> Don't shoot the messenger
> Best
> Diana
>
>
> On 21/07/2010 16:13, "Todd S. Horowitz" <toddh at search.bwh.harvard.edu>
> wrote:
>
> Daniel, Joseph
>
> I think we're all agreed now on point (1) :)
>
> As to point (2), I don't think Daniel's objection is a problem for Joseph's
> study, since the point is not to compare old stimuli+TMS to new stimuli
> without TMS, but to compare old TMS and old non-TMS stimuli; the new stimuli
> are there simply to measure the false alarm rate.
>
> Similarly, I think this dispenses with Daniel's other objection. It's true
> that the Gaussian equal-variance assumptions probably do not apply, so that
> d' is not independent of criterion. However, since all of the stimuli are
> being tested in the same block of trial, criterion should be constant, so
> the d's will be comparable.
>
> However, this makes me wonder why bother to compute SDT measures at all.
> Since the false alarm rate should be constant for both classes of stimuli,
> why not just compare % correct?
>
> thanks
> Todd
>
> On Jul 21, 2010, at 4:26 AM, Daniel Oberfeld wrote:
>
> Hi Joseph,
>
> Re (1) : If you use the correct formula for calculating d', then it will
> automatically correct for unequal numbers of old and new pictures.
>
> Re (2): I think this is no problem for calculating the SDT statistics, but
> rather for the interpretation of your results - does it make sense to
> compare responses to old stimuli+TMS and responses to new stimuli without
> TMS...?
>
> There is one very serious issue with calculating d' for your data, however.
> In case you collected binary responses ("Is the picture old or new?"), then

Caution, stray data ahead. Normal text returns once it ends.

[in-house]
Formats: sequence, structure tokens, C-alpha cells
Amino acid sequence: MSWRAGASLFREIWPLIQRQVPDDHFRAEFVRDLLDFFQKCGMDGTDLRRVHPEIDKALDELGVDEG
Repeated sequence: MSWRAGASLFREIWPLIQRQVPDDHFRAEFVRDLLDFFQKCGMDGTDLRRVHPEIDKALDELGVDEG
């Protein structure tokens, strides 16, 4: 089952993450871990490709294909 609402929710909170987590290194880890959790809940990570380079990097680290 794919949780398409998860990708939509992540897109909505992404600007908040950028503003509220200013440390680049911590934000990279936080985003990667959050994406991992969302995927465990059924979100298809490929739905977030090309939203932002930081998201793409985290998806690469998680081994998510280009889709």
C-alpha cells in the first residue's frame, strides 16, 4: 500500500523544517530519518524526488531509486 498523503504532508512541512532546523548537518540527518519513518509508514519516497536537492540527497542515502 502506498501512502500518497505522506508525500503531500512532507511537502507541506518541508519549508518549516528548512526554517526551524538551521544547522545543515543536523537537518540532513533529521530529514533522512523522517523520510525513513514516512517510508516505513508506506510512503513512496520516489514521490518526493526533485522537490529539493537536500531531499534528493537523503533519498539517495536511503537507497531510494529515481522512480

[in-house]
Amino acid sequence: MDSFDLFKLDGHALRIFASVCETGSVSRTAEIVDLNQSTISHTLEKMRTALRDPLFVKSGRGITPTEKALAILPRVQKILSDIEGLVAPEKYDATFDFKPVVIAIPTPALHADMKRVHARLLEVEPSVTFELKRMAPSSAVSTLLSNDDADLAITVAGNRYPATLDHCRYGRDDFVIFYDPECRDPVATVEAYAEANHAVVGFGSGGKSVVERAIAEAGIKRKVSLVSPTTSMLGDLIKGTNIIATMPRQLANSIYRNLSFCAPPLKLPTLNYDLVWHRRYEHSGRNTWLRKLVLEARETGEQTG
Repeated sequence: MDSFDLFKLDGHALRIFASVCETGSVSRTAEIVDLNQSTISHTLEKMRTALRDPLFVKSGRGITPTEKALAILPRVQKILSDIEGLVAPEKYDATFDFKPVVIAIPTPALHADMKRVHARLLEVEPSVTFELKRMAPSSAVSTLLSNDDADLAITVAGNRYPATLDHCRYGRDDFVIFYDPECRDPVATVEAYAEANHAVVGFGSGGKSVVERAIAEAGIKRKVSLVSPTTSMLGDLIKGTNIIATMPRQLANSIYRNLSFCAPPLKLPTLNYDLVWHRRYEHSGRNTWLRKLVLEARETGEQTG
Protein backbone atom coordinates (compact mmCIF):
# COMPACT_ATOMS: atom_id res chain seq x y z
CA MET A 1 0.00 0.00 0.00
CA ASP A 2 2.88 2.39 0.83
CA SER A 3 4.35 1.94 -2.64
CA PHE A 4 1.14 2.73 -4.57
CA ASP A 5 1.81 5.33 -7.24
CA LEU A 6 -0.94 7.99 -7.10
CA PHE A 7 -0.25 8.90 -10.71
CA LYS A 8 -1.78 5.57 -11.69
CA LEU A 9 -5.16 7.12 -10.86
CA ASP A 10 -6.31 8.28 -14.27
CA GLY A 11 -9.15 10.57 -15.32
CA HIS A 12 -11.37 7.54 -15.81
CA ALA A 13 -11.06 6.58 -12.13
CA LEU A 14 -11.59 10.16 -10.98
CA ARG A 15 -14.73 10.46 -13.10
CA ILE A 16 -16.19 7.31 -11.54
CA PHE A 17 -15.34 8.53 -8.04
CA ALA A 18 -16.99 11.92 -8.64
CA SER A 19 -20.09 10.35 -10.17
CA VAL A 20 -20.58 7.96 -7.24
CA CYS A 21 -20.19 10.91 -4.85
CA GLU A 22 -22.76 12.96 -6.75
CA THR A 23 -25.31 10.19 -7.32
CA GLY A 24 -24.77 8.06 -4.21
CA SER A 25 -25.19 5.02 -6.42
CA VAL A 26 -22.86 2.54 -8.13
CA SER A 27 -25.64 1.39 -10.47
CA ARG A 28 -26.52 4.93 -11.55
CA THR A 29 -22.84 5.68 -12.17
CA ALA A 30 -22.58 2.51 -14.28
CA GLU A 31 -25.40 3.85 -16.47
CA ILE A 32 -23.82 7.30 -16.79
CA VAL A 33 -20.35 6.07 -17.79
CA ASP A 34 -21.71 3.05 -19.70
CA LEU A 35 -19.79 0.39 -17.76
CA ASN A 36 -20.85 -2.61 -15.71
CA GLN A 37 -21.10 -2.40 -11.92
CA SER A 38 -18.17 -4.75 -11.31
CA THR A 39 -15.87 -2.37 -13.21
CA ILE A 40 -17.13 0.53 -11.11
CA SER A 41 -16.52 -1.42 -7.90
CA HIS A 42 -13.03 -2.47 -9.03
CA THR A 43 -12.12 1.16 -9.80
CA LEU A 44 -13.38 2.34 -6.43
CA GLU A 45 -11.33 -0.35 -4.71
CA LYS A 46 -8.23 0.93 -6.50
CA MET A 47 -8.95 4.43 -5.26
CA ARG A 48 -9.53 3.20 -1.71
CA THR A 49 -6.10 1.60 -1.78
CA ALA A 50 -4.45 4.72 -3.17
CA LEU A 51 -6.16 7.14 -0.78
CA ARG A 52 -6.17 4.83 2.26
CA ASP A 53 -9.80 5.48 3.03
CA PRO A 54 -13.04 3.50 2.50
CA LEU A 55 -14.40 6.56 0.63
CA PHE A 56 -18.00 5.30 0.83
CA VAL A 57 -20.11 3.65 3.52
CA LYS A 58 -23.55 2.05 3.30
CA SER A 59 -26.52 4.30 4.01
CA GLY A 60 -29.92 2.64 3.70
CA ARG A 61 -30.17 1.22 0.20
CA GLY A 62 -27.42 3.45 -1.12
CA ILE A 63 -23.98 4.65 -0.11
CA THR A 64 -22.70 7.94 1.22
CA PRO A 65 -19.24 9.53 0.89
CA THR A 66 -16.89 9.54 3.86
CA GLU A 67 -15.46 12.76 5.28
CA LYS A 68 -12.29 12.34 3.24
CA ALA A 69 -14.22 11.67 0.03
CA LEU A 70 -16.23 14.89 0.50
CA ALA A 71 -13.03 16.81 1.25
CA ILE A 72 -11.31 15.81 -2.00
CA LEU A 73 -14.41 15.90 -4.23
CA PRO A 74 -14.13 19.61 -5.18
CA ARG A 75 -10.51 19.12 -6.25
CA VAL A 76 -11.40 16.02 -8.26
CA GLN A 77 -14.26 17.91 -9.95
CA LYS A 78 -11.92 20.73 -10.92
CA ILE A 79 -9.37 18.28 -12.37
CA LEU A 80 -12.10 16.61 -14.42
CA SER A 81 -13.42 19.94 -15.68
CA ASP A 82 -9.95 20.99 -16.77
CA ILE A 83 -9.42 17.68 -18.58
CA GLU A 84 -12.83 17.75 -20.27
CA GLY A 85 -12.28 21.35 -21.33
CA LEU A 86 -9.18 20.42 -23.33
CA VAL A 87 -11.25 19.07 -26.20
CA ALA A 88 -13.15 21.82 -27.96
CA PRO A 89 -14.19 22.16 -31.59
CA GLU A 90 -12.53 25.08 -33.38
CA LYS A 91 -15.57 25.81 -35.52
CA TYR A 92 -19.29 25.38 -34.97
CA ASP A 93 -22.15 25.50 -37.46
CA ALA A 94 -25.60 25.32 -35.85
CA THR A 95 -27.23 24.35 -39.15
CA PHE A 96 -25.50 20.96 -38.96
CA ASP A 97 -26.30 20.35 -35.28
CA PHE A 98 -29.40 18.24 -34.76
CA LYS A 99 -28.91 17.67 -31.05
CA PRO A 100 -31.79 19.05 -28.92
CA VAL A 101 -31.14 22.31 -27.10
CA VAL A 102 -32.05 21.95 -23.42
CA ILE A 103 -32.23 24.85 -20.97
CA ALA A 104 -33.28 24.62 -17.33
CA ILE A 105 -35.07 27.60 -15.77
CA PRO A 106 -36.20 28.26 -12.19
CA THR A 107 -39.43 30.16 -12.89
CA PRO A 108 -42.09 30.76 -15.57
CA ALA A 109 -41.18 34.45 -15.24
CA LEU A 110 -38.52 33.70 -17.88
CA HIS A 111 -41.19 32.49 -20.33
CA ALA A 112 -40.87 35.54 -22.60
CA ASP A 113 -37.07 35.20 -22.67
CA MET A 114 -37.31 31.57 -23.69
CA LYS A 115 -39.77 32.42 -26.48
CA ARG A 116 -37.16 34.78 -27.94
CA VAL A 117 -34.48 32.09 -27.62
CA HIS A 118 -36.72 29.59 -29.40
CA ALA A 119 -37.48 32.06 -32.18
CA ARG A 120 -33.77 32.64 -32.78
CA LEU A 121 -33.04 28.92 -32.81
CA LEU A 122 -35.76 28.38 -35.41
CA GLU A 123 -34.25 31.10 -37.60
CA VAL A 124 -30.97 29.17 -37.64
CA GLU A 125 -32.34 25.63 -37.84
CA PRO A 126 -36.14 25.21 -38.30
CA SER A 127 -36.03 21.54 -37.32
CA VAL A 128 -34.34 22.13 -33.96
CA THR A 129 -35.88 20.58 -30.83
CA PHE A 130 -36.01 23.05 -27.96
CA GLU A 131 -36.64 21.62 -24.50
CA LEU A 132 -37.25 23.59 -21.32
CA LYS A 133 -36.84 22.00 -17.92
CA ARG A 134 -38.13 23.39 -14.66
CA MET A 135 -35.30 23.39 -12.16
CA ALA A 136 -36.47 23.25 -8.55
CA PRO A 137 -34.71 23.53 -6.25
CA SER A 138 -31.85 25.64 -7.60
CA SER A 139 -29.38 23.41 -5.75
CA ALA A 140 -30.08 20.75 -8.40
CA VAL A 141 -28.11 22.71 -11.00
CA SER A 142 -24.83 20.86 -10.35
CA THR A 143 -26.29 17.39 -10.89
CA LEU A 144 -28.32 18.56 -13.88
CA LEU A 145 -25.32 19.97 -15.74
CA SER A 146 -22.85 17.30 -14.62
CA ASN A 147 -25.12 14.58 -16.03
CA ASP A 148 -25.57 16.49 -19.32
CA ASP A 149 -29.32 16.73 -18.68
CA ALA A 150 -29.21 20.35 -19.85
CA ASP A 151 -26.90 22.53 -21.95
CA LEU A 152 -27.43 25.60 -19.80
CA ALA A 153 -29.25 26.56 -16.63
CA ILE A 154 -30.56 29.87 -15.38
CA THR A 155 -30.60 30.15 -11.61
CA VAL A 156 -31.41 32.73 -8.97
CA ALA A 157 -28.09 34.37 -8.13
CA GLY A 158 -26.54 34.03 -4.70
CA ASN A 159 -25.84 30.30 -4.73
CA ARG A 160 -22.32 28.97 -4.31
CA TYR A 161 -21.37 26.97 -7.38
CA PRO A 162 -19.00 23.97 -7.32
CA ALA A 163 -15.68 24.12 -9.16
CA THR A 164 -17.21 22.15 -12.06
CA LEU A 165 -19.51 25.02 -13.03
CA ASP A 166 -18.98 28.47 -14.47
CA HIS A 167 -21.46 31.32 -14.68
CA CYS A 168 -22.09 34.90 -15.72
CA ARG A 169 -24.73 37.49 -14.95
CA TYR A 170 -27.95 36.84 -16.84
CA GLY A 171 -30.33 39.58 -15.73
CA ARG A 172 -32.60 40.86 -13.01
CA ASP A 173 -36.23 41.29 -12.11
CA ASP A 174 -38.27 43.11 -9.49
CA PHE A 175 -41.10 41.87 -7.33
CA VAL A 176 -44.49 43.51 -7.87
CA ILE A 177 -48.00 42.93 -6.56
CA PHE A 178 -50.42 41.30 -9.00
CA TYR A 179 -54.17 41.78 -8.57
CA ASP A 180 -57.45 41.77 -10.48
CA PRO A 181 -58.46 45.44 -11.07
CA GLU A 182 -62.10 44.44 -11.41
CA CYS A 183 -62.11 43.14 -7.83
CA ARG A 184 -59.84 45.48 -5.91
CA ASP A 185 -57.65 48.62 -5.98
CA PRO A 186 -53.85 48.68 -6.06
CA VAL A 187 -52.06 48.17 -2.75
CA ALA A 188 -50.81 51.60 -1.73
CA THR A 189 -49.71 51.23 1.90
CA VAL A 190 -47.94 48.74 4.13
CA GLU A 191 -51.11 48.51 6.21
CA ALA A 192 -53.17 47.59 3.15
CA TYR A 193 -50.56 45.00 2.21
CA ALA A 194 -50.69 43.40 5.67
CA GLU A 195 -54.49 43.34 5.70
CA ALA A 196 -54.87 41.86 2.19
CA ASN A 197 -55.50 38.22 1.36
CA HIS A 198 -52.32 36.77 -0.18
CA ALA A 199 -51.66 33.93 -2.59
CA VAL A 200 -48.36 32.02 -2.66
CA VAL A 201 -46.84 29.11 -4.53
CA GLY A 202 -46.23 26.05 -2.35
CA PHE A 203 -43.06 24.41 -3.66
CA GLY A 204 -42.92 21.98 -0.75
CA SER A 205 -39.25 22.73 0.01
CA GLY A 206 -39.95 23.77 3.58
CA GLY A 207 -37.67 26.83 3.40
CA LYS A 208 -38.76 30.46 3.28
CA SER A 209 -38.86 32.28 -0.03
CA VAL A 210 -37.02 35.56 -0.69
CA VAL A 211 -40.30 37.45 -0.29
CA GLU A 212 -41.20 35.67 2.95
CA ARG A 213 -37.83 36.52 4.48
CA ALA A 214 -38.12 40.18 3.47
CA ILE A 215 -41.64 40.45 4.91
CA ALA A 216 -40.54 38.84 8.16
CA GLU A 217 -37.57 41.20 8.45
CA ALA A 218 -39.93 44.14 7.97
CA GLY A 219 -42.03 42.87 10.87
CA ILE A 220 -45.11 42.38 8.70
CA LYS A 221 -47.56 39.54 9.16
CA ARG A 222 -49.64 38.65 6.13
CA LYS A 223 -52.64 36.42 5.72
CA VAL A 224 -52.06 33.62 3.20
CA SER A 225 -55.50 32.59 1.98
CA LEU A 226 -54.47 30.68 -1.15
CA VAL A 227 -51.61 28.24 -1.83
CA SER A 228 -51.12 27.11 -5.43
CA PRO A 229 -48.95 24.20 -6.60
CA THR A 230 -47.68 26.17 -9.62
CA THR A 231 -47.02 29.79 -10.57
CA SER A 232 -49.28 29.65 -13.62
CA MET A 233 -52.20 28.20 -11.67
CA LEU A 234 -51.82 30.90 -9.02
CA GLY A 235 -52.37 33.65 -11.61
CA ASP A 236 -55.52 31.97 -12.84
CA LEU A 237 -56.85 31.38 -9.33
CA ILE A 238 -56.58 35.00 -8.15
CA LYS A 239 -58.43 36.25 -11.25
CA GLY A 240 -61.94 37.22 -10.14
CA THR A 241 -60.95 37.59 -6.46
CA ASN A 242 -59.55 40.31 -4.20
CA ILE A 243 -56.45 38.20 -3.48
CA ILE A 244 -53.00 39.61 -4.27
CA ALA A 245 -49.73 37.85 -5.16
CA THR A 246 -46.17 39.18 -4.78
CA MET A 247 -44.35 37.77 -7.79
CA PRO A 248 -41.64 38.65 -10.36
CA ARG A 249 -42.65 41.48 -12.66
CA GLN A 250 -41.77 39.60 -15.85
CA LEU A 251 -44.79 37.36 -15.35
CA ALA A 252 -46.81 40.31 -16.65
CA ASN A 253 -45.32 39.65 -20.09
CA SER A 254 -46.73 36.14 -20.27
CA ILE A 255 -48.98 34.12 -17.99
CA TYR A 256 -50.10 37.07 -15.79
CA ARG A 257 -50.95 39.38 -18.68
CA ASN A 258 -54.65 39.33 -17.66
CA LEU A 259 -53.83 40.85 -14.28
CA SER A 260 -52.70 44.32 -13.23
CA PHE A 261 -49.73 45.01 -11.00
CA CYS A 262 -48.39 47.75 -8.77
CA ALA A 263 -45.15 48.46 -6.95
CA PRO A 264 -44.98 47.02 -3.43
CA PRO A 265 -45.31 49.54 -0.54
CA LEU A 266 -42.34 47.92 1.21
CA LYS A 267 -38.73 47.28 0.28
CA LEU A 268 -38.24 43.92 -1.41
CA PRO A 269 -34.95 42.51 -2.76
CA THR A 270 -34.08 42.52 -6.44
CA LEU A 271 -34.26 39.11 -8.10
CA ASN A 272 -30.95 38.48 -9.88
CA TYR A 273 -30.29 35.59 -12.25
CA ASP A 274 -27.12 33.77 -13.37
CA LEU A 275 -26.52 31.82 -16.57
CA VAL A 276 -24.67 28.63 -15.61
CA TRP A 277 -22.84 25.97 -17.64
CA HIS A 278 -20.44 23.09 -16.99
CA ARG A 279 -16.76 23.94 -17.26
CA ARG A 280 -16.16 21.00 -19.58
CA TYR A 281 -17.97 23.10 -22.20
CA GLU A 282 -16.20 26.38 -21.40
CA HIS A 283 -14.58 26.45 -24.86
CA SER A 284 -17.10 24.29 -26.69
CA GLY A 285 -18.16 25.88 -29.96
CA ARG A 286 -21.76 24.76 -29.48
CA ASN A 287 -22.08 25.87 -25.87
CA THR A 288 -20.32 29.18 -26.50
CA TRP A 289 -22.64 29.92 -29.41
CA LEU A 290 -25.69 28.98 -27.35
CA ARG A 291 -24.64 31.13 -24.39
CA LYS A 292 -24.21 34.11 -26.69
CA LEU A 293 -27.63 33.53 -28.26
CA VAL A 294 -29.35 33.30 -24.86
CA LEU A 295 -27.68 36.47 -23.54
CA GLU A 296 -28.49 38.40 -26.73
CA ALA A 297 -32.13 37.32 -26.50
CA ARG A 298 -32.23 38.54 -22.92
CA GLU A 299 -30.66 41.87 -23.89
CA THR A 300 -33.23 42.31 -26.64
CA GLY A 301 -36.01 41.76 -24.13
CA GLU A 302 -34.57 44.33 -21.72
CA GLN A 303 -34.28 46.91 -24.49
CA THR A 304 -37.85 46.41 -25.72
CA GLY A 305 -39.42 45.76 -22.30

> for calculating d' you will have to assume that the internal distributions
> for "signal" and "noise" have identical standard deviations (cf. Macmillan &
> Creelman, 2005). It is known for a long time that this assumption is
> frequently incorrect for experimental data (e.g., Swets, 1986). And thus d'
> is not a valid measure of sensitivity because it is strongly influenced by
> response bias (Verde, MacMillan, & Rotello, 2006).
>
> The simple solution (at least for future experiments) is to obtain rating
> responses rather than binary responses - with these responses, you can
> caculate for example the area under the ROC curve, which is a valid index of
> sensitivity even if the SDs of the internal distributions are unequal
> (Swets, 1986).  Again, Macmillan & Creelman (2005) explain in detail how to
> conduct such an experiment.
>
> Macmillan, N. A., & Creelman, C. D. (2005). Detection theory: A user's
> guide (2. ed.). Mahwah, NJ [et al.]: Lawrence Erlbaum Associates.
> Swets, J. A. (1986). Indices of discrimination or diagnostic accuracy:
> their ROCs and implied models. Psychological Bulletin, 99(1), 100-117.
> Verde, M. F., MacMillan, N. A., & Rotello, C. M. (2006). Measures of
> sensitivity based on a single hit rate and false alarm rate: The accuracy,
> precision, and robustness of d ', A(z), and A '. Perception and
> Psychophysics, 68(4), 643-654.
>
>
> Best,
>
> Daniel
>
>
>
> ________________________________
> Professor Diana Kornbrot
>  email:  d.e.kornbrot at herts.ac.uk
>   web:    http://web.mac.com/kornbrot/iweb/KornbrotHome.html
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> School of Psychology
> University of Hertfordshire
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>
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-- 
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Dr David Carmel
Department of Psychology &
Center for Neural Science
New York University
6 Washington Place, 8th floor
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tel       (212) 998-8233
email  davecarmel at nyu.edu